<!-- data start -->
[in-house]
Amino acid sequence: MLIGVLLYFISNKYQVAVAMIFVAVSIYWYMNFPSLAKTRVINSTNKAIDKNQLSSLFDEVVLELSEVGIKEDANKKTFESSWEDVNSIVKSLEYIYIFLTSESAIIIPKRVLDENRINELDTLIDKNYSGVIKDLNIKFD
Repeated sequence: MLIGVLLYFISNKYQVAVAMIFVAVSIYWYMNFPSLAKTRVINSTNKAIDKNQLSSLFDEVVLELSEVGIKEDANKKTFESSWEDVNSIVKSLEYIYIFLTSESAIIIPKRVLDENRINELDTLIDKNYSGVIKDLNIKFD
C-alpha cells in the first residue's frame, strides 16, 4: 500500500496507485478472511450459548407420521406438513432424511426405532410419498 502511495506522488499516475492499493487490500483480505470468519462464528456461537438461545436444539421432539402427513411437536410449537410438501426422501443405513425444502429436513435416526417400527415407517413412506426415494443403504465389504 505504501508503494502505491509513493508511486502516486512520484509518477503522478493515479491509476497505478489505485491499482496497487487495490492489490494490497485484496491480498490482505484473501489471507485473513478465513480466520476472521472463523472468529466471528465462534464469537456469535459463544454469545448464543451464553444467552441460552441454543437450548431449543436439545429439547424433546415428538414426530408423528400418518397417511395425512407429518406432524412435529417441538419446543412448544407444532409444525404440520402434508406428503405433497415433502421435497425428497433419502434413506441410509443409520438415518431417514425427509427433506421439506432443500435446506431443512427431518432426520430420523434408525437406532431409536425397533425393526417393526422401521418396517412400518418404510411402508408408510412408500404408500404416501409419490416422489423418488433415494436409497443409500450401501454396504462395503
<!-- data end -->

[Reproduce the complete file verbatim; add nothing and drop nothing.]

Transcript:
[in-house]
Amino acid sequence: MLIGVLLYFISNKYQVAVAMIFVAVSIYWYMNFPSLAKTRVINSTNKAIDKNQLSSLFDEVVLELSEVGIKEDANKKTFESSWEDVNSIVKSLEYIYIFLTSESAIIIPKRVLDENRINELDTLIDKNYSGVIKDLNIKFD
Repeated sequence: MLIGVLLYFISNKYQVAVAMIFVAVSIYWYMNFPSLAKTRVINSTNKAIDKNQLSSLFDEVVLELSEVGIKEDANKKTFESSWEDVNSIVKSLEYIYIFLTSESAIIIPKRVLDENRINELDTLIDKNYSGVIKDLNIKFD
C-alpha cells in the first residue's frame, strides 16, 4: 500500500496507485478472511450459548407420521406438513432424511426405532410419498 502511495506522488499516475492499493487490500483480505470468519462464528456461537438461545436444539421432539402427513411437536410449537410438501426422501443405513425444502429436513435416526417400527415407517413412506426415494443403504465389504 505504501508503494502505491509513493508511486502516486512520484509518477503522478493515479491509476497505478489505485491499482496497487487495490492489490494490497485484496491480498490482505484473501489471507485473513478465513480466520476472521472463523472468529466471528465462534464469537456469535459463544454469545448464543451464553444467552441460552441454543437450548431449543436439545429439547424433546415428538414426530408423528400418518397417511395425512407429518406432524412435529417441538419446543412448544407444532409444525404440520402434508406428503405433497415433502421435497425428497433419502434413506441410509443409520438415518431417514425427509427433506421439506432443500435446506431443512427431518432426520430420523434408525437406532431409536425397533425393526417393526422401521418396517412400518418404510411402508408408510412408500404408500404416501409419490416422489423418488433415494436409497443409500450401501454396504462395503